Mohammad T. Hajiaghayi is the Jack and Rita G. Minker Professor of Computer Science in the Department of Computer Science.
In addition, he holds a research affiliate position in the MIT Computer Science and Artificial Intelligence Laboratory (CSAIL) and is a permanent member of the Center for Discrete Mathematics and Theoretical Computer Science (DIMACS) at Rutgers University.
Hajiaghayi's research interests are algorithmic game theory and combinatorial auctions, network design, combinatorial optimizations and approximation algorithms, fixed-parameter algorithms, algorithmic graph theory, distributed and mobile computing, and computational geometry and embeddings. He has published more than 110 papers in top conferences and journals of computer science, won a few best paper awards, and served in program committees or editorial boards of several well-known international conferences and journals.
Hajiaghayi received a National Science Foundation (NSF) CAREER Award in 2010, a Google Faculty Research Award in 2010, an ONR Young Investigator Award in 2011, and the University of Maryland Research and Scholarship Award (RASA) in 2011. He won best paper awards at the ACM Symposium on Parallelism in Algorithms and Architectures (SPAA) 2010, the International Symposium on Algorithms and Computation (ISAAC) 2006, and the Robocup 2001 Conference.
Before joining the University of Maryland, he was a senior researcher in the Algorithms and Theoretical Computer Science group at AT&T Labs, and still serves as a research consultant.
Prior to that, Hajiaghayi was a one-year postdoctoral fellow in the School of Computer Science at Carnegie Mellon University (with the ALADDIN project) and a one-year postdoctoral associate at MIT CSAIL, where he also earned his doctorate in applied mathematics in 2005. While earning his doctorate, he also spent some time at IBM Research centers and Microsoft Research centers.
Hajiaghayi received his M.Sc. in computer science from the University of Waterloo in 2001 and his B.Sc. in computer engineering from Sharif University of Technology in 2000.
2010. Deploying sensor networks with guaranteed fault tolerance. IEEE/ACM Transactions on Networking (TON). 18(1):216-228.
2010. Approximation Algorithms for Non-Uniform Buy-at-Bulk Network Design. SIAM Journal on Computing. 39(5):1772-1798.
2009. Improved approximation algorithms for prize-collecting Steiner tree and TSP. 2009 50th Annual IEEE Symposium on Foundations of Computer Science. :427-436.
2009. Scheduling to minimize staleness and stretch in real-time data warehouses. Proceedings of the twenty-first annual symposium on Parallelism in algorithms and architectures. :29-38.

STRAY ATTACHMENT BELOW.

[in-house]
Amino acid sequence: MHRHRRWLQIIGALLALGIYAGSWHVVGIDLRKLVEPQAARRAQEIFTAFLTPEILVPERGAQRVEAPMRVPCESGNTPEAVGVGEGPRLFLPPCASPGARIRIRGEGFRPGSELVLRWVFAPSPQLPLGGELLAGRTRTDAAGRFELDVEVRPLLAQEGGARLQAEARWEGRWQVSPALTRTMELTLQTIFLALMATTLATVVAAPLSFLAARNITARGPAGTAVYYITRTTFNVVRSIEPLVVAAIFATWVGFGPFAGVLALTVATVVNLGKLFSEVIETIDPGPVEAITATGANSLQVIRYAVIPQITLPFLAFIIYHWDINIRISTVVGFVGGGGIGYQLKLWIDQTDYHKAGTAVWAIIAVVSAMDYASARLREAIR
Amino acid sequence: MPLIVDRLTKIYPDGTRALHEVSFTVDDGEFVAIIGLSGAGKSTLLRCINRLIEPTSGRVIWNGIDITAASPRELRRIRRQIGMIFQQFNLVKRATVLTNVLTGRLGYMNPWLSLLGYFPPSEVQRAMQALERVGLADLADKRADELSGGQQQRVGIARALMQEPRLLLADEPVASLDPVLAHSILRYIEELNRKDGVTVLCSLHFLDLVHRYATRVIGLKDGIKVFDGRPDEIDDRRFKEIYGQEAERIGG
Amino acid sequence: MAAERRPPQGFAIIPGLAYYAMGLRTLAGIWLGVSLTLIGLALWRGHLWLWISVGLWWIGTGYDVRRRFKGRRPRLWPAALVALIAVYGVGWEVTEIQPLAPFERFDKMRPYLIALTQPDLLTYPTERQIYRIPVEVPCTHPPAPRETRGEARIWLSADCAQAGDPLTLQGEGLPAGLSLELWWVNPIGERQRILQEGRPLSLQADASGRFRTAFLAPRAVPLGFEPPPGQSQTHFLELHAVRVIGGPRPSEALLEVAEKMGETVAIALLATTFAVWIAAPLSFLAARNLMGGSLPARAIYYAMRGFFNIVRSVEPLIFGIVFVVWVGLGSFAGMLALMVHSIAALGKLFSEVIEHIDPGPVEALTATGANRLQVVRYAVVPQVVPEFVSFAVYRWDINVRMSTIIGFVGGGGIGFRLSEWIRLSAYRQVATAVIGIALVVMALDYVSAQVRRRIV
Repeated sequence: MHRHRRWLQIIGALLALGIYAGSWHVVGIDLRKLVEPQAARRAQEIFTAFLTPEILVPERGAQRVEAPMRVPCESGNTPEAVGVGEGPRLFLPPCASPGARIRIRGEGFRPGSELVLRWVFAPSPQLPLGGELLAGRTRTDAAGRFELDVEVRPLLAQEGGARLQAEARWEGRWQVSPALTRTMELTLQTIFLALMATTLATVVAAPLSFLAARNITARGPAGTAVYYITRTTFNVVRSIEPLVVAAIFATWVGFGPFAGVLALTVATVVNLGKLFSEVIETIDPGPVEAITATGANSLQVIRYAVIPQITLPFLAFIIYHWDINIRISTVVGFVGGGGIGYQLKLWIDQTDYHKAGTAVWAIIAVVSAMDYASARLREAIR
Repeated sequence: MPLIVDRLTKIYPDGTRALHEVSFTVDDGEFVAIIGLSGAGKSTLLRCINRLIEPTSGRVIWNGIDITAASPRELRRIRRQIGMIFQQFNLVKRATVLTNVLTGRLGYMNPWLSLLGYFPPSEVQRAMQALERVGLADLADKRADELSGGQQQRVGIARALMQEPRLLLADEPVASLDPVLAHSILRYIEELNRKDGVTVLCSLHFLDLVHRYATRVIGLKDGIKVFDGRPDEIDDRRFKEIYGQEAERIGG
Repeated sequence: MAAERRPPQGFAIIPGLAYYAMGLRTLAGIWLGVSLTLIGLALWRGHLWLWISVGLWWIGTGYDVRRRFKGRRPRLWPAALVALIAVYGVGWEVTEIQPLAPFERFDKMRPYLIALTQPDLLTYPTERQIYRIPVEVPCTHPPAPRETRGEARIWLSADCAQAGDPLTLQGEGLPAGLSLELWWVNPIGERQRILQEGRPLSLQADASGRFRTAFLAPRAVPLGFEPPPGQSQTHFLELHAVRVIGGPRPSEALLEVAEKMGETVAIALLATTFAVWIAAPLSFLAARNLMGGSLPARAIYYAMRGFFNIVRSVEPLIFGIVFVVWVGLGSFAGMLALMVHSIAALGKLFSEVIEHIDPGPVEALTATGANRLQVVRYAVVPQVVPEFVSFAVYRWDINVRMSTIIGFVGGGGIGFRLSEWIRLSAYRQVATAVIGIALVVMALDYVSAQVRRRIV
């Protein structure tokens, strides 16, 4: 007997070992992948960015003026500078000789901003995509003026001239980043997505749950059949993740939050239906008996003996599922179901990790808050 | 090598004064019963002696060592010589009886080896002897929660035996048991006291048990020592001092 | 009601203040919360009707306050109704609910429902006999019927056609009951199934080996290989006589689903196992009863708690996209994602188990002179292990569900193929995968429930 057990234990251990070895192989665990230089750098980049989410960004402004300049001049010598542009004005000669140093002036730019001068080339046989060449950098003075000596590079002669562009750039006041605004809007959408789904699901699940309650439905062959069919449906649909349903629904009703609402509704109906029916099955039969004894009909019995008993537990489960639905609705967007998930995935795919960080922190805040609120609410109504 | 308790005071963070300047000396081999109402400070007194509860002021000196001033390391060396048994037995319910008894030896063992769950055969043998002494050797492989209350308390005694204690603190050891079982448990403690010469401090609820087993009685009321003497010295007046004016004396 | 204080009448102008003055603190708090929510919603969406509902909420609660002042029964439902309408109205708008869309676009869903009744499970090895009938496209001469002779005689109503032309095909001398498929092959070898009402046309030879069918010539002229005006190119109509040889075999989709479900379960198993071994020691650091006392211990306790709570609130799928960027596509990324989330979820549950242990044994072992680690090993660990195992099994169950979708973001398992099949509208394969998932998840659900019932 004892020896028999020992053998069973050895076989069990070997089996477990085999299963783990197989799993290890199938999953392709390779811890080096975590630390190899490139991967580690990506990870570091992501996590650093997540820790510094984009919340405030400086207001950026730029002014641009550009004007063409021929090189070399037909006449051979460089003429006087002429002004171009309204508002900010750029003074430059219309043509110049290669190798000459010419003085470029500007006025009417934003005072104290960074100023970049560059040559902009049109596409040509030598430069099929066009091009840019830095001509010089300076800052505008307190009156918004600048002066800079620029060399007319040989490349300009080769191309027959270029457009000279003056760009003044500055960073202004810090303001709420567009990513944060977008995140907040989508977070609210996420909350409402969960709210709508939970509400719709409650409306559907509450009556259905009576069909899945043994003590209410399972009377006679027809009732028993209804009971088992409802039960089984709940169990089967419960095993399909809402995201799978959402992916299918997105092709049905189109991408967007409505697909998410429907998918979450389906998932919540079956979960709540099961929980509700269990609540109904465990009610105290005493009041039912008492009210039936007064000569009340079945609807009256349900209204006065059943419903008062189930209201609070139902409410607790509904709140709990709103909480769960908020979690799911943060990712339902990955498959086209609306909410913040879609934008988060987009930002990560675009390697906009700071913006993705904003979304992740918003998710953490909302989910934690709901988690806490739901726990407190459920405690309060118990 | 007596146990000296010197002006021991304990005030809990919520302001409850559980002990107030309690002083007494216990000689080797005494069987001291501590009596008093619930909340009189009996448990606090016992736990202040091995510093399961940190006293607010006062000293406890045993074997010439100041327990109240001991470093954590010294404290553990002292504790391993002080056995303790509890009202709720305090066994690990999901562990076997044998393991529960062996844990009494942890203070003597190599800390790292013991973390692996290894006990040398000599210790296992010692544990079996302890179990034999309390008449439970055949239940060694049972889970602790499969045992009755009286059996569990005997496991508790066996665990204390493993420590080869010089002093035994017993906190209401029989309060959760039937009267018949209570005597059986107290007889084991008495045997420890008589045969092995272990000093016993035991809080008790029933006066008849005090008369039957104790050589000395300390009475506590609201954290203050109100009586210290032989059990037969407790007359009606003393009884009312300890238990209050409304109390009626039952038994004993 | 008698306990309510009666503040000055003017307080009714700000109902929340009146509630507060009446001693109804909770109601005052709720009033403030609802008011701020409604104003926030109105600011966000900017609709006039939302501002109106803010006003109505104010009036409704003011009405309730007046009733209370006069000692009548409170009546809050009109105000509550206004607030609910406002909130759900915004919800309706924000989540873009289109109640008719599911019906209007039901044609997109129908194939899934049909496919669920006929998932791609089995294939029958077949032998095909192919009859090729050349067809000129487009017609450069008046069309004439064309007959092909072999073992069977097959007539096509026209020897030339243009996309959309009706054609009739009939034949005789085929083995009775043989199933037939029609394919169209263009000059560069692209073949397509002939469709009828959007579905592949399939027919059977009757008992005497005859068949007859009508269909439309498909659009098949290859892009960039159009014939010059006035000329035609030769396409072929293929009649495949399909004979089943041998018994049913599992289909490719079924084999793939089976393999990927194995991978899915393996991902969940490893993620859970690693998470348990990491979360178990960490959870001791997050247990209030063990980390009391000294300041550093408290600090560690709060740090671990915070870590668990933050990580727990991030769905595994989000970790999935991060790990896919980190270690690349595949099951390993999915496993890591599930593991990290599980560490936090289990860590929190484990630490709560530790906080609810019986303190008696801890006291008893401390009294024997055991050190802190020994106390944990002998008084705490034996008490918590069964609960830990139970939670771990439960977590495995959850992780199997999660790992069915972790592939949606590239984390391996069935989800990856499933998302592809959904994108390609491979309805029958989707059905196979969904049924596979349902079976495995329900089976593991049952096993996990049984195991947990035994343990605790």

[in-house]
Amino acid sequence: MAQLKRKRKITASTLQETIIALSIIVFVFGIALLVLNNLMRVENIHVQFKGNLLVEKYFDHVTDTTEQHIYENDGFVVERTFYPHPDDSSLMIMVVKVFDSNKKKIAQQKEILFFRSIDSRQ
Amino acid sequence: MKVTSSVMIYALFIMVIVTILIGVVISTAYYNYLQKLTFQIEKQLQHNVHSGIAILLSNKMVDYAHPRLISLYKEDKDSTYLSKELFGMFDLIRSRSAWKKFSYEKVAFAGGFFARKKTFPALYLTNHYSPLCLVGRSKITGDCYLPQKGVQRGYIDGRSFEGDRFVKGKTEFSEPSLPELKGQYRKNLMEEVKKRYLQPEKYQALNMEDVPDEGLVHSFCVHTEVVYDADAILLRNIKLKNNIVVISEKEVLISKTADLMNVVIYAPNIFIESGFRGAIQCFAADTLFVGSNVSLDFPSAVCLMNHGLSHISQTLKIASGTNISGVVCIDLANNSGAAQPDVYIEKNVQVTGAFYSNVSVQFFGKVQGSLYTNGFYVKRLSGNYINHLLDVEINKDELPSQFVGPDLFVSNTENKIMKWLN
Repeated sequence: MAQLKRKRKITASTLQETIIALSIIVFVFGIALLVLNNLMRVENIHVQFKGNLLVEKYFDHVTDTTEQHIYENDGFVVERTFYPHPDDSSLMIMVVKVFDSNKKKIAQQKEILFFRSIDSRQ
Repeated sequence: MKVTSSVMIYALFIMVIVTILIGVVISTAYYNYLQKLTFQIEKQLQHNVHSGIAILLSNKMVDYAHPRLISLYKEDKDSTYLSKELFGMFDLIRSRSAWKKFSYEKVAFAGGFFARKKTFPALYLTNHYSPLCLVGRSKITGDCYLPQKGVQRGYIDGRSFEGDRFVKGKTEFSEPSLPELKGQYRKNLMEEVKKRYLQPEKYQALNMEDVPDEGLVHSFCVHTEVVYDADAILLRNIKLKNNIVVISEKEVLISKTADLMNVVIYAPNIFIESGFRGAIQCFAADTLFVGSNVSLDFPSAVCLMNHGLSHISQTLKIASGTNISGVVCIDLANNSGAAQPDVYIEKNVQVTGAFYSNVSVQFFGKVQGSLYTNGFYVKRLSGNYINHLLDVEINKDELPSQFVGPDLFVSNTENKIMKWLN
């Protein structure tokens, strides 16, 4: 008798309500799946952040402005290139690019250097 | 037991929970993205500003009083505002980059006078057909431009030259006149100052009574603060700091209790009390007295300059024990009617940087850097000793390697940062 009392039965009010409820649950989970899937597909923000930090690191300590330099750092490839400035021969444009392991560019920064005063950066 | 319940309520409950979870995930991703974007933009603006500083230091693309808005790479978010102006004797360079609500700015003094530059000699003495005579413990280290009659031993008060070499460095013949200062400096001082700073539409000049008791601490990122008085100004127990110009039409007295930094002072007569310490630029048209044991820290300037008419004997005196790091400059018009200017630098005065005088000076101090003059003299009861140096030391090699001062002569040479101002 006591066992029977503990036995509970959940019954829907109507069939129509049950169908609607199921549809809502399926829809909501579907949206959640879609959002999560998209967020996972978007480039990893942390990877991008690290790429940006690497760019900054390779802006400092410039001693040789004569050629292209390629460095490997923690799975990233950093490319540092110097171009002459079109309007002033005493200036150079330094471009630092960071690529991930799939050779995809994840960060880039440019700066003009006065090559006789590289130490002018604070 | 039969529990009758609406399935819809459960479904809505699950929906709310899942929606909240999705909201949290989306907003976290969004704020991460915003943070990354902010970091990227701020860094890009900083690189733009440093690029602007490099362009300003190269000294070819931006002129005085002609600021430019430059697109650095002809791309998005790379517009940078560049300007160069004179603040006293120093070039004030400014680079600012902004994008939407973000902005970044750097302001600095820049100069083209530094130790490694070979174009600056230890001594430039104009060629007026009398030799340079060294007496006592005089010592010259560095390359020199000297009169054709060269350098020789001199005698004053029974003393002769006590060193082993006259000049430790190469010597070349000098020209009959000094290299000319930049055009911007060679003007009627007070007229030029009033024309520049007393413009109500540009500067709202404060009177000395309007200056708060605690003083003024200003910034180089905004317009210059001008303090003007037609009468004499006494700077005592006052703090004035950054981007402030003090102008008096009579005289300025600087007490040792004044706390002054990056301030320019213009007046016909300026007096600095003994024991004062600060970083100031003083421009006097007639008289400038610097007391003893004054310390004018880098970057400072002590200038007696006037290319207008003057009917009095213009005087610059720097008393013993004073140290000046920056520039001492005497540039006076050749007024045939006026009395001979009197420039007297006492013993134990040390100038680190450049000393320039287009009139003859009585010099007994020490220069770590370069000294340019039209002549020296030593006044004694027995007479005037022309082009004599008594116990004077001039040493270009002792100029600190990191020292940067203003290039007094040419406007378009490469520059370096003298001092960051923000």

2009. Network-aware forward caching. Proceedings of the 18th international conference on World wide web. :291-300.
2009. Hat guessing games. SIAM review. 51(2):399-413.
2007. Scheduling to minimize gaps and power consumption. Proceedings of the nineteenth annual ACM symposium on Parallel algorithms and architectures. :46-54.
2007. Power optimization in fault-tolerant topology control algorithms for wireless multi-hop networks. IEEE/ACM Transactions on Networking (TON). 15(6):1345-1358.
2007. Oblivious routing on node-capacitated and directed graphs. ACM Transactions on Algorithms (TALG). 3(4):51–es-51–es.
2007. Cell breathing in wireless LANs: Algorithms and evaluation. IEEE Transactions on Mobile Computing. 6(2):164-178.
2006. The prize-collecting generalized Steiner tree problem via a new approach of primal-dual schema. Proceedings of the seventeenth annual ACM-SIAM symposium on Discrete algorithm. :631-640.
2006. Improved lower and upper bounds for universal TSP in planar metrics. Proceedings of the seventeenth annual ACM-SIAM symposium on Discrete algorithm. :649-658.
2006. Combination can be hard: Approximability of the unique coverage problem. Proceedings of the seventeenth annual ACM-SIAM symposium on Discrete algorithm. :162-171.
2006. Oblivious network design. Proceedings of the seventeenth annual ACM-SIAM symposium on Discrete algorithm. :970-979.
2006. New lower bounds for oblivious routing in undirected graphs. Proceedings of the seventeenth annual ACM-SIAM symposium on Discrete algorithm. :918-927.
2005. Online auctions with re-usable goods. Proceedings of the 6th ACM conference on Electronic commerce. :165-174.
2005. Algorithmic graph minor theory: Decomposition, approximation, and coloring. Foundations of Computer Science, 2005. FOCS 2005. 46th Annual IEEE Symposium on. :637-646.
2004. Adaptive limited-supply online auctions. Proceedings of the 5th ACM Conference on Electronic Commerce. :71-80.
2004. Bidimensional Parameters and Local Treewidth. Latin 2004: Theoretical Informatics: 6th Latin American Symposium, Buenos Aires, Argentina, April 5-8, 2004: Proceedings. :109-109.
2004. Low-dimensional embedding with extra information. Proceedings of the twentieth annual symposium on Computational geometry. :320-329.
2003. Random MAX SAT, random MAX CUT, and their phase transitions. Proceedings of the fourteenth annual ACM-SIAM symposium on Discrete algorithms. :364-373.
2002. Exponential speedup of fixed-parameter algorithms on K 3, 3-minor-free or K 5-minor-free graphs. Algorithms and Computation. :277-287.